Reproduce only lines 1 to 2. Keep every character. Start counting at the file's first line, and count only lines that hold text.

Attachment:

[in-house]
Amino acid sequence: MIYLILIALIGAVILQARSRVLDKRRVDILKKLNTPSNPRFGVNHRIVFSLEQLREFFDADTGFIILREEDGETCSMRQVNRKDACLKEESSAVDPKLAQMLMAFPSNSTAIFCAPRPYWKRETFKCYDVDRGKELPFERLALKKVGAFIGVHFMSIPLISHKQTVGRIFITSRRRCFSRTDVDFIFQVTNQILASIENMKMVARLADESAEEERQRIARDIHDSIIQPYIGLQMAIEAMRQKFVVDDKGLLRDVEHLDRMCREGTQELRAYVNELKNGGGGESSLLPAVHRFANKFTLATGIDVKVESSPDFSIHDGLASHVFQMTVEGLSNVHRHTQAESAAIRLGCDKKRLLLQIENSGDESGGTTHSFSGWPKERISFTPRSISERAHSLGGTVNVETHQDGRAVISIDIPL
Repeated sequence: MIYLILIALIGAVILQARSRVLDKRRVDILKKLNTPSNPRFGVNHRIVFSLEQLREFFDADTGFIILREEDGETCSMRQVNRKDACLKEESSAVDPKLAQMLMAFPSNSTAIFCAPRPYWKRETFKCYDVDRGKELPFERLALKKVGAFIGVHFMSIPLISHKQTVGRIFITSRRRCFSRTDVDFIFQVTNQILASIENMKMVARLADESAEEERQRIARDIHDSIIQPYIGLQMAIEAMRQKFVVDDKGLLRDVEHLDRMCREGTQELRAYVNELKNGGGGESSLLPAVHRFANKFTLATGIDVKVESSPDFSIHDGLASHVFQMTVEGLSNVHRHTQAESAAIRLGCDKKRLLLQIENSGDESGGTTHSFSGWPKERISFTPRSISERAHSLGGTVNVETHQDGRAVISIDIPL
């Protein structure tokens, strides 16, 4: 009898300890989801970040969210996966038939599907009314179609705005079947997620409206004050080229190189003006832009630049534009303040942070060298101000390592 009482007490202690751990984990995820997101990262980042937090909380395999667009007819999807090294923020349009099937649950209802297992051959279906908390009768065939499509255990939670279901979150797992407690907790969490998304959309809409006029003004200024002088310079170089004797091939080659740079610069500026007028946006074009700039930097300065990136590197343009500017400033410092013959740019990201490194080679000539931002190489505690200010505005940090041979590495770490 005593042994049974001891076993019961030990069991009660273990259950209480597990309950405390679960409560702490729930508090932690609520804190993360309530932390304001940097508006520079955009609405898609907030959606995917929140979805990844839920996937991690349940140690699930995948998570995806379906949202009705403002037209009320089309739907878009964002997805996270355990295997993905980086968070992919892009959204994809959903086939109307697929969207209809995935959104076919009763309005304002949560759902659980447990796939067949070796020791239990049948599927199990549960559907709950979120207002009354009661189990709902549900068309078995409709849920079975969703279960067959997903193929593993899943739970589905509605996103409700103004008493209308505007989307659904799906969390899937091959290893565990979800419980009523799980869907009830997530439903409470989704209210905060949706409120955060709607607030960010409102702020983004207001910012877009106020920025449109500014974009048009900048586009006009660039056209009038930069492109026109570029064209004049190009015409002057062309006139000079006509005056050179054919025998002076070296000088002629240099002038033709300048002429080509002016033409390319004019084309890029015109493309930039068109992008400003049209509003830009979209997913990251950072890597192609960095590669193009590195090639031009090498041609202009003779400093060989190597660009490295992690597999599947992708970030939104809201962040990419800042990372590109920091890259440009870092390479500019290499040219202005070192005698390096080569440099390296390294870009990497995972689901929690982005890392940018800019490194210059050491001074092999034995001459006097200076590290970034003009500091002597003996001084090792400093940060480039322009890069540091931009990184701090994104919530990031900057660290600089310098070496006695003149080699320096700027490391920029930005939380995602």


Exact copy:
[in-house]
Amino acid sequence: MIYLILIALIGAVILQARSRVLDKRRVDILKKLNTPSNPRFGVNHRIVFSLEQLREFFDADTGFIILREEDGETCSMRQVNRKDACLKEESSAVDPKLAQMLMAFPSNSTAIFCAPRPYWKRETFKCYDVDRGKELPFERLALKKVGAFIGVHFMSIPLISHKQTVGRIFITSRRRCFSRTDVDFIFQVTNQILASIENMKMVARLADESAEEERQRIARDIHDSIIQPYIGLQMAIEAMRQKFVVDDKGLLRDVEHLDRMCREGTQELRAYVNELKNGGGGESSLLPAVHRFANKFTLATGIDVKVESSPDFSIHDGLASHVFQMTVEGLSNVHRHTQAESAAIRLGCDKKRLLLQIENSGDESGGTTHSFSGWPKERISFTPRSISERAHSLGGTVNVETHQDGRAVISIDIPL